What is the Difference Between Elder Law and Estate Planning?

Jeremy AtwoodElder Law, Estate Planning

Senior couple looking at estate planning and elder law documents

When a new client comes to see us, they’re often eager to confirm their assets pass on to their heirs with as little as possible in taxes/other expenses. However, while prepping for a future you won’t live to see is important, you’ll also need to address the bigger, more difficult question: “What happens if I live but can’t take care of myself?”

That’s exactly where estate planning and elder law come in. 

Many elder law attorneys in Utah also specialize in estate planning, and the two often go hand in hand. This can make it a little difficult to differentiate one from the other. 

Don’t worry! In this blog, we’re breaking down the key differences between elder law and estate planning to give you a better understanding of the two areas.  

Let’s dive in! 

What is Elder Law?

As the name suggests, elder law revolves around safeguarding the elderly. Estate planning aside, it covers a wide range of legal issues, such as long-term care planning and protection from elder abuse

Elder law can cover a wide range of areas, including: 

  • Long-Term Care: Elder law attorneys assist in navigating long-term care options, such as nursing homes, assisted living facilities, and home care. They help seniors and their families understand the costs, benefits, and legal requirements associated with these choices.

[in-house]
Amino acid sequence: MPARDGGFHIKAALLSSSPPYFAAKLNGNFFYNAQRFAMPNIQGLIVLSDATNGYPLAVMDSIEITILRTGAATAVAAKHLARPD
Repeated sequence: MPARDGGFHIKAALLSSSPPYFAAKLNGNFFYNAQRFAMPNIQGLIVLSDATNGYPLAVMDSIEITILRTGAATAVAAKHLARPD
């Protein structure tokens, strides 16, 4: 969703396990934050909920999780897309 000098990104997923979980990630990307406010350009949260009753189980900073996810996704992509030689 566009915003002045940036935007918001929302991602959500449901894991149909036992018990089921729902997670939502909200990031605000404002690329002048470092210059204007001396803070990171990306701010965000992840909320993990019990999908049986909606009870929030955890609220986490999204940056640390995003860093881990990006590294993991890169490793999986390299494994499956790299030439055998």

• Medicaid and Medicare: These programs can be lifelines for seniors, but the rules and regulations are often baffling. Elder law attorneys in Utah help you understand eligibility, benefits, and planning to protect your assets while qualifying for these programs. 
  • Social Security and retirement benefits: Elder laws in Utah guarantee that seniors receive the benefits they’re entitled to, like Social Security and pensions. 
  • Elder abuse and neglect: Seniors are often easy targets for crime and discrimination. Elder law attorneys help protect them from abuse, neglect, or financial exploitation. 
  • Healthcare and end-of-life decisions: This includes setting up advance directives and living wills to ensure that a senior’s medical wishes are honored. 
  • Guardianship: In situations where seniors cannot make decisions for themselves, elder law attorneys can help establish legal guardianships, ensuring someone they trust looks out for their best interests. 

What is Estate Planning?

Estate planning in Utah refers to the proactive steps you can take regarding the division of your assets post-death. Think of it as a roadmap for those who survive you. An estate plan provides your heirs- as well as the courts- clear guidance on your final wishes. 

Unlike elder law (which only pertains to the elderly), estate planning applies to people of all ages. In fact, the sooner you start, the better. Sure, no one to think about their mortality in their twenties, but it’s essential to safeguard your loved ones. 

Your estate plan might change as your circumstances evolve. Hence, it’s crucial to keep revisiting it over the years. Marriages, divorces, births, deaths, and financial updates can call for tweaks to your wills/deeds.  

Generally, an estate plan may include the following: 

  • Wills and Trusts: Estate planning lawyers can help you draft wills and trusts to distribute your assets, property, and belongings according to your wishes. It’s all about providing for your heirs and ensuring your legacy endures.